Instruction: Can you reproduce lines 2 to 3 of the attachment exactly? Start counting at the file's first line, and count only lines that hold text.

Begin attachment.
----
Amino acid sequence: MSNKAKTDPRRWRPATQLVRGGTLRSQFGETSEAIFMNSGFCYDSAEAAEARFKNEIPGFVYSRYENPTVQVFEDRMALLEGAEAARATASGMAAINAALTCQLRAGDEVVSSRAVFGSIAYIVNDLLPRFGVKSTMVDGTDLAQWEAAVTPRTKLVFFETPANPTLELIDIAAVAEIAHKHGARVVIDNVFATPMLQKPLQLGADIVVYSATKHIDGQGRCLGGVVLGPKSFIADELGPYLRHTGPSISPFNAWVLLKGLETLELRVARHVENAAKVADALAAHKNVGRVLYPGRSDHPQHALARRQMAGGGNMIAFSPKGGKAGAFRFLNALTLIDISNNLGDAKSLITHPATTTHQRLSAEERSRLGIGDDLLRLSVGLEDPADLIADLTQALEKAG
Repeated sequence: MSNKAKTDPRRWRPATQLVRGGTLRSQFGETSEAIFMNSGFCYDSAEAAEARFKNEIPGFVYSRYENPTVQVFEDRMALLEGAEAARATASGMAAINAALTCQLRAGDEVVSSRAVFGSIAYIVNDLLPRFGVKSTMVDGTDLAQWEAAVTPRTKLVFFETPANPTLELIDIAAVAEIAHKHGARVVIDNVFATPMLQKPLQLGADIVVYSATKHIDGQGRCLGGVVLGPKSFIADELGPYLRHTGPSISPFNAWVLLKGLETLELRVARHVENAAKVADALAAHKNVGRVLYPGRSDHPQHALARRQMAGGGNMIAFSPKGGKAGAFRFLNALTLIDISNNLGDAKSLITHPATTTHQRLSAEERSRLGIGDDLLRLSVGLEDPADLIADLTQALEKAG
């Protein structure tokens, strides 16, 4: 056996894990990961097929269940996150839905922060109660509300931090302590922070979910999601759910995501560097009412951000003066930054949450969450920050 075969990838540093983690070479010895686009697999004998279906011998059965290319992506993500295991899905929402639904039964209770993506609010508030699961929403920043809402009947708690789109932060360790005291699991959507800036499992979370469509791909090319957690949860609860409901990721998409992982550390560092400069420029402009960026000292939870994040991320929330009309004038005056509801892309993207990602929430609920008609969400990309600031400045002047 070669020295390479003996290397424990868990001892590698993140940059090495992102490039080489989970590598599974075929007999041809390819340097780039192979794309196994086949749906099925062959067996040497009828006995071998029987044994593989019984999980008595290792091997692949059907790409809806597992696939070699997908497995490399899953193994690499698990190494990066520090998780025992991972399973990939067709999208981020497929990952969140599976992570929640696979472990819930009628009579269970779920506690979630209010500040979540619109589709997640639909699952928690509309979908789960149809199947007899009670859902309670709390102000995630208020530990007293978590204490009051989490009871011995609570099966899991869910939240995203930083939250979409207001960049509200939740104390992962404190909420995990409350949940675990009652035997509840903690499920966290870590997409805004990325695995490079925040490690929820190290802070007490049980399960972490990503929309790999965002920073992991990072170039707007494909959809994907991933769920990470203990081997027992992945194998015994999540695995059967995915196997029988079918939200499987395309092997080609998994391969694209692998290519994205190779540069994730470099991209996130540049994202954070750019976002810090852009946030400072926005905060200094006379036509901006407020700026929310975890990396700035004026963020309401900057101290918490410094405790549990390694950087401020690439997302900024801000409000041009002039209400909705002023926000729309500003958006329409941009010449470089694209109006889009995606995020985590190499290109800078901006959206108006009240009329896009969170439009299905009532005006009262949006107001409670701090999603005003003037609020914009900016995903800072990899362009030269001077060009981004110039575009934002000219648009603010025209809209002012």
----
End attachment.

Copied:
Repeated sequence: MSNKAKTDPRRWRPATQLVRGGTLRSQFGETSEAIFMNSGFCYDSAEAAEARFKNEIPGFVYSRYENPTVQVFEDRMALLEGAEAARATASGMAAINAALTCQLRAGDEVVSSRAVFGSIAYIVNDLLPRFGVKSTMVDGTDLAQWEAAVTPRTKLVFFETPANPTLELIDIAAVAEIAHKHGARVVIDNVFATPMLQKPLQLGADIVVYSATKHIDGQGRCLGGVVLGPKSFIADELGPYLRHTGPSISPFNAWVLLKGLETLELRVARHVENAAKVADALAAHKNVGRVLYPGRSDHPQHALARRQMAGGGNMIAFSPKGGKAGAFRFLNALTLIDISNNLGDAKSLITHPATTTHQRLSAEERSRLGIGDDLLRLSVGLEDPADLIADLTQALEKAG
């Protein structure tokens, strides 16, 4: 056996894990990961097929269940996150839905922060109660509300931090302590922070979910999601759910995501560097009412951000003066930054949450969450920050 075969990838540093983690070479010895686009697999004998279906011998059965290319992506993500295991899905929402639904039964209770993506609010508030699961929403920043809402009947708690789109932060360790005291699991959507800036499992979370469509791909090319957690949860609860409901990721998409992982550390560092400069420029402009960026000292939870994040991320929330009309004038005056509801892309993207990602929430609920008609969400990309600031400045002047 070669020295390479003996290397424990868990001892590698993140940059090495992102490039080489989970590598599974075929007999041809390819340097780039192979794309196994086949749906099925062959067996040497009828006995071998029987044994593989019984999980008595290792091997692949059907790409809806597992696939070699997908497995490399899953193994690499698990190494990066520090998780025992991972399973990939067709999208981020497929990952969140599976992570929640696979472990819930009628009579269970779920506690979630209010500040979540619109589709997640639909699952928690509309979908789960149809199947007899009670859902309670709390102000995630208020530990007293978590204490009051989490009871011995609570099966899991869910939240995203930083939250979409207001960049509200939740104390992962404190909420995990409350949940675990009652035997509840903690499920966290870590997409805004990325695995490079925040490690929820190290802070007490049980399960972490990503929309790999965002920073992991990072170039707007494909959809994907991933769920990470203990081997027992992945194998015994999540695995059967995915196997029988079918939200499987395309092997080609998994391969694209692998290519994205190779540069994730470099991209996130540049994202954070750019976002810090852009946030400072926005905060200094006379036509901006407020700026929310975890990396700035004026963020309401900057101290918490410094405790549990390694950087401020690439997302900024801000409000041009002039209400909705002023926000729309500003958006329409941009010449470089694209109006889009995606995020985590190499290109800078901006959206108006009240009329896009969170439009299905009532005006009262949006107001409670701090999603005003003037609020914009900016995903800072990899362009030269001077060009981004110039575009934002000219648009603010025209809209002012």